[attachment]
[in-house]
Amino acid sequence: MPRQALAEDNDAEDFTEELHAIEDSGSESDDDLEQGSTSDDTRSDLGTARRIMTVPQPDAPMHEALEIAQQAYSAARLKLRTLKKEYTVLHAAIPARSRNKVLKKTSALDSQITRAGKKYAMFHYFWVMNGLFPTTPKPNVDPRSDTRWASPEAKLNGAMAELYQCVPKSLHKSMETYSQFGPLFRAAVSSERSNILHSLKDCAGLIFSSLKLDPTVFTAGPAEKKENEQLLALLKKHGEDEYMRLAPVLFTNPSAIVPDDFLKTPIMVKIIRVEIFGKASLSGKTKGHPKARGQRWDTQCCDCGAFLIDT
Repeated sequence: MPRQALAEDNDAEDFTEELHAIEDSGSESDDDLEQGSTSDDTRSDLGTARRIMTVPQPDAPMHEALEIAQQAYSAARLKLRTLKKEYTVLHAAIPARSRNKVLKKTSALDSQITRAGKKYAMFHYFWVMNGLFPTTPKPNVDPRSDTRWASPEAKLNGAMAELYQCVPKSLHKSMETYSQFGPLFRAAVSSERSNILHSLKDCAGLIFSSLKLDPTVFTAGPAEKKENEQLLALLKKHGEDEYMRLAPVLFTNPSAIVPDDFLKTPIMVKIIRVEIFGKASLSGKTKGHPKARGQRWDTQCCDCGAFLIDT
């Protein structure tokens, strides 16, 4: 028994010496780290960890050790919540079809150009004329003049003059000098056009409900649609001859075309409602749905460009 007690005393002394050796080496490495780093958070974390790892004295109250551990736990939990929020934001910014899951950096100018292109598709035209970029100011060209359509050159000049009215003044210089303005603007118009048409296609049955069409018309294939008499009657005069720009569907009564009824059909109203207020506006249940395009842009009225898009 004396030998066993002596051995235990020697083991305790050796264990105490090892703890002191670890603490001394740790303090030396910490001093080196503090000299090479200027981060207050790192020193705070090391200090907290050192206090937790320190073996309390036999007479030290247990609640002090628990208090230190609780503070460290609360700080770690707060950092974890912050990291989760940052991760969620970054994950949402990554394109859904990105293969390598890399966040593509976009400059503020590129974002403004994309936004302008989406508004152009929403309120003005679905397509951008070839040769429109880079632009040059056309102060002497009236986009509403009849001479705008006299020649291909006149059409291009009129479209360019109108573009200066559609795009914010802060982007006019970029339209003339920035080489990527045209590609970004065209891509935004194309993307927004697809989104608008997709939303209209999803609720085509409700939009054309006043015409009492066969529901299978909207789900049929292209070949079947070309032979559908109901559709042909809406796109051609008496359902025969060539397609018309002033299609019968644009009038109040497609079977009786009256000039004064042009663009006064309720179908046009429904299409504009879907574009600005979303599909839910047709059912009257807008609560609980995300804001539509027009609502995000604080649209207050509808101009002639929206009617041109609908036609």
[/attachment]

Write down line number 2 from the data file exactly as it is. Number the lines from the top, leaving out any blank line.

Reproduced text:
Amino acid sequence: MPRQALAEDNDAEDFTEELHAIEDSGSESDDDLEQGSTSDDTRSDLGTARRIMTVPQPDAPMHEALEIAQQAYSAARLKLRTLKKEYTVLHAAIPARSRNKVLKKTSALDSQITRAGKKYAMFHYFWVMNGLFPTTPKPNVDPRSDTRWASPEAKLNGAMAELYQCVPKSLHKSMETYSQFGPLFRAAVSSERSNILHSLKDCAGLIFSSLKLDPTVFTAGPAEKKENEQLLALLKKHGEDEYMRLAPVLFTNPSAIVPDDFLKTPIMVKIIRVEIFGKASLSGKTKGHPKARGQRWDTQCCDCGAFLIDT